Eat like a president!
There are many stories and myths about presidential eating habits. White House cuisine has inspired countless books and discussions about the diversity of the formal dinners served to visiting dignitaries. From the beginning, the public has been fascinated by what the president particularly serves at state and other official dinners.
Personally, I always wonder what the president and his family are eating when no one else is around. Certainly they must get tired of haute cuisine and hunger for a PBJ sandwich once in awhile. So I checked it out and sure enough, our presidents don’t always tuck into caviar. Sometimes they enjoy their own version of comfort food.
President Ulysses Grant liked cucumbers soaked in vinegar for breakfast. One of the Roosevelt’s liked scrambled eggs, codfish balls, fried liver and seafood but seldom ate dessert. Richard Nixon was fond of cottage cheese smothered in ketchup. Jimmy Carter loved grits baked with cheese at a breakfast. Jan. 2009, all five presidents (past, present and future) attended a pre-inaugural a la carte luncheon for Barrack Obama. Incumbent George Bush (43) enjoyed a grilled cheese sandwich. No word on what the guest of honor ate.
When my children were growing up, I celebrated holidays with special meals. On President George Washington’s birthday I always baked a cherry pie to honor him for telling the truth when he disobeyed his father and cut down a cherry tree as a child. Today we know that story probably isn’t true but it’s still a good reason to eat cherry pie.
Following are some presidential preferences recipes that I have gleaned from several sources. One source is “Obama Foodarama,” a food blog begun when Michelle Obama geared up to plant a White House vegetable garden and launched her “Let’s Move” initiative.
It seems only fitting to start today’s recipes off with some vegetables from our current president’s garden — a green salad and a vegetable dip. Next we’ll check out a version of New England Clam Chowder that John F. Kennedy was reported to enjoy paired with corn muffins. We’ll follow that with a Ronald Reagan macaroni and cheese recipe that I clipped out of the L.A. Times in 1988. And finally, a super simple cherry parfait in honor of good old George Washington. Enjoy!
1 head of fresh lettuce, washed, dried, cut into bite size pieces
1 cucumber peeled, and cut into bite sized pieces
2 fresh tomatoes, washed and cut into bite size pieces
¼ red onion, peeled and cut as thinly as possible
1 bunch fresh basil, washed and chopped into big pieces
4 tbsp lemon juice
1/3 cup olive oil
1 tsp honey
Salt and pepper to taste
Combine lettuce, cucumbers, tomatoes, and onions in large mixing bowl. In sealable container, combine oil, lemon juice, honey and salt and pepper. Cover container and shake vigorously. Add dressing to salad and serve immediately.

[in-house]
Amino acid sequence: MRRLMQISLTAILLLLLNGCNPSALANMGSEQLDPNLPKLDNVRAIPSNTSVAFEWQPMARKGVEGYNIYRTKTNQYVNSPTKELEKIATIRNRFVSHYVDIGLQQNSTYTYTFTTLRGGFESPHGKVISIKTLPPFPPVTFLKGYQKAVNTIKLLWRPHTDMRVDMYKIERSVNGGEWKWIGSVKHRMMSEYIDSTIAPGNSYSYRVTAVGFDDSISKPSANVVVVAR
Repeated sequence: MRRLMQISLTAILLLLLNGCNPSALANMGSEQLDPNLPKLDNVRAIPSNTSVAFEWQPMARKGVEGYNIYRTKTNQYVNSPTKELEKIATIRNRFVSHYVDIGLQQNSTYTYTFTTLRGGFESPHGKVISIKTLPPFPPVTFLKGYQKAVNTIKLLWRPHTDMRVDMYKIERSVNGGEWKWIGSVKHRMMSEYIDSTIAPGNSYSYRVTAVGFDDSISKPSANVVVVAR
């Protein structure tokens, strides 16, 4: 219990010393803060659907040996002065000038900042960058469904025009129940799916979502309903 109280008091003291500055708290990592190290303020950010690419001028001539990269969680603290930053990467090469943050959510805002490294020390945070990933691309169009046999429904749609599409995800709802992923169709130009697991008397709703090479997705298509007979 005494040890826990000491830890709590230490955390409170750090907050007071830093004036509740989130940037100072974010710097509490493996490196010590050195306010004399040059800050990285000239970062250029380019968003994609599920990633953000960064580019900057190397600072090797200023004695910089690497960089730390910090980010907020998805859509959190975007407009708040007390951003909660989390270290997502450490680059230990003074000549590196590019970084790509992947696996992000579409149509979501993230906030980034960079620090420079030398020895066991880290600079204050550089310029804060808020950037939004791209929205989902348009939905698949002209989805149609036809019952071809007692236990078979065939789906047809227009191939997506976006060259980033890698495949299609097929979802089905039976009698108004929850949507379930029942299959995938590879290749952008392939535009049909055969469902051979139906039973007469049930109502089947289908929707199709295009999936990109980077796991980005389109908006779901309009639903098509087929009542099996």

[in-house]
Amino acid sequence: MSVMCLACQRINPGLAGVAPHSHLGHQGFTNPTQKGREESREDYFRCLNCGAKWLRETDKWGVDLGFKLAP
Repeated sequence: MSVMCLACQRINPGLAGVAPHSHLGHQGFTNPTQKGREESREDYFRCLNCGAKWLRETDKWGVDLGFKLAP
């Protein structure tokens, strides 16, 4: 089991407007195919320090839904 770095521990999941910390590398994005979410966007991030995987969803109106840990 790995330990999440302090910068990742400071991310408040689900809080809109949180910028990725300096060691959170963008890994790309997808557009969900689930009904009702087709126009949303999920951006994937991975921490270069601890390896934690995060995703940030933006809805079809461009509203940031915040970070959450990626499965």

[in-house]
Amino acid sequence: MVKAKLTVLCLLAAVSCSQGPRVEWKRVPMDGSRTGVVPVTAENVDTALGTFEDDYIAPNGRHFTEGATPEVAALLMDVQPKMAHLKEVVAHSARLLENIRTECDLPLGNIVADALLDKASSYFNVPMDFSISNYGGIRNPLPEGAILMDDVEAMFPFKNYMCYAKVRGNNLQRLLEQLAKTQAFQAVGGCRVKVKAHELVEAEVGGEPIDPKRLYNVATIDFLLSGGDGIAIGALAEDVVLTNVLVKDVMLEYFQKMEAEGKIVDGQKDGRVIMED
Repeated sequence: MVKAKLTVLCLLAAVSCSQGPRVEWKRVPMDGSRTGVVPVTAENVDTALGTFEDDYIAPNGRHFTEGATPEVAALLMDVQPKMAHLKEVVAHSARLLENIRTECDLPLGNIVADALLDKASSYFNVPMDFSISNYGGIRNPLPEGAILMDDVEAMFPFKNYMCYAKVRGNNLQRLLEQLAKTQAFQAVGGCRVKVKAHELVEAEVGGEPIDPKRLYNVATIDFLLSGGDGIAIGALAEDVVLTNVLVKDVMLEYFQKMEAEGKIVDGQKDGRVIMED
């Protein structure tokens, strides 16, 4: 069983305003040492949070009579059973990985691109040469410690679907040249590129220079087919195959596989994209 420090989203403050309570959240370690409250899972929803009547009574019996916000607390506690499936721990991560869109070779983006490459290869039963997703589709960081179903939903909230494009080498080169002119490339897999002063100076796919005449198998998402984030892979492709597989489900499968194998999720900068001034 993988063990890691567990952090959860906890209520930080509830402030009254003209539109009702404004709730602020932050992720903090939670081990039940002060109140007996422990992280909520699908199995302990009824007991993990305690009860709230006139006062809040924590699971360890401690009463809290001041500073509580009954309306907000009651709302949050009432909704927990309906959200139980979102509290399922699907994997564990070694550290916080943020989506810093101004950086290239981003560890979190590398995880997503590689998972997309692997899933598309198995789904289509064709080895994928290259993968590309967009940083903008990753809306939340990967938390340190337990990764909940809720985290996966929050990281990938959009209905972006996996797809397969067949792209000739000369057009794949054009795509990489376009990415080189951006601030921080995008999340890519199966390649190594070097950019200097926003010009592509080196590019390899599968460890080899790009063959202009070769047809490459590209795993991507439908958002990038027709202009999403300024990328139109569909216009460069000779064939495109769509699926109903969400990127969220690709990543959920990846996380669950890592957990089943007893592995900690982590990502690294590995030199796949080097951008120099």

1 Tablespoon fresh lemon juice
¼ cup extra virgin olive oil
1 teaspoon minced garlic
2 cups nonfat Greek yogurt
1 cup cucumber, peeled, seeded and diced
½ cup finely diced onion
Salt to taste
Combine lemon juice, olive oil, and garlic with the yogurt and mix well. Stir in the cucumber and onion. Chill for at least an hour, overnight if desired. Serve with cherry tomatoes and cut-up raw vegetables like broccoli or fennel.
4 bacon slices, diced
2 cups chopped onion
1-1/4 cups chopped celery
1/2 teaspoon salt
1/2 teaspoon dried thyme
2 garlic cloves, minced
6 (6-1/2 ounce) cans chopped clams, un-drained
5 cups diced peeled baking potato (about 1 pound)
4 (8-ounce) bottles clam juice
1 bay leaf
3 cups fat-free milk
1/2 cup all-purpose flour (about 2-1/4 ounces)
Cook bacon in a large Dutch oven over medium heat until crisp. Remove bacon from pan and set aside; reserve 2 teaspoons drippings in pan. Add onion, celery, salt, thyme, and garlic to drippings in pan; cook and stir 4 minutes or until vegetables are tender.
Drain clams, reserving liquid. Add clam liquid, potato, clam juice, and bay leaf to pan; bring to a boil. Reduce heat, and simmer 15 minutes or until potato is tender. Discard bay leaf.
Combine flour with 1 cup milk, stirring with a whisk until smooth; add remaining 2 cups milk mixing well. Add milk and flour mixture to pan; bring to a boil. Cook 12 minutes or until thick, stirring constantly. Add clams; cook 2 minutes. Sprinkle with bacon.
1/2 pound elbow macaroni
1 teaspoon butter
1 egg, beaten
1 teaspoon salt
1 teaspoon dry mustard
3 cups sharp American cheese, grated (set aside 1 cup)
1 cup milk (use more if needed)
Preheat oven to 350° F.
Butter 8-inch round or square casserole
Bring water to boil with dash of salt in large pan. Cook macaroni until tender and drain thoroughly. Return to pan. Stir in butter and egg. Mix mustard and salt with 1 tablespoon hot water. Add to milk. Mix 2 cups cheese with macaroni. Pour into buttered casserole. Add milk and sprinkle with reserved cheese.
Bake 45 min. or until custard is set and top is crusty. Serves 4
1 can light cherry pie filling
1 quart light vanilla ice cream
Light whipped cream in a spray can
8 tablespoons nuts, toasted or candied
In tall serving glasses alternate pie filling with ice cream two times, finishing with pie filling. Top with a squirt of whipped cream, sprinkle with nuts and shaved chocolate to serve.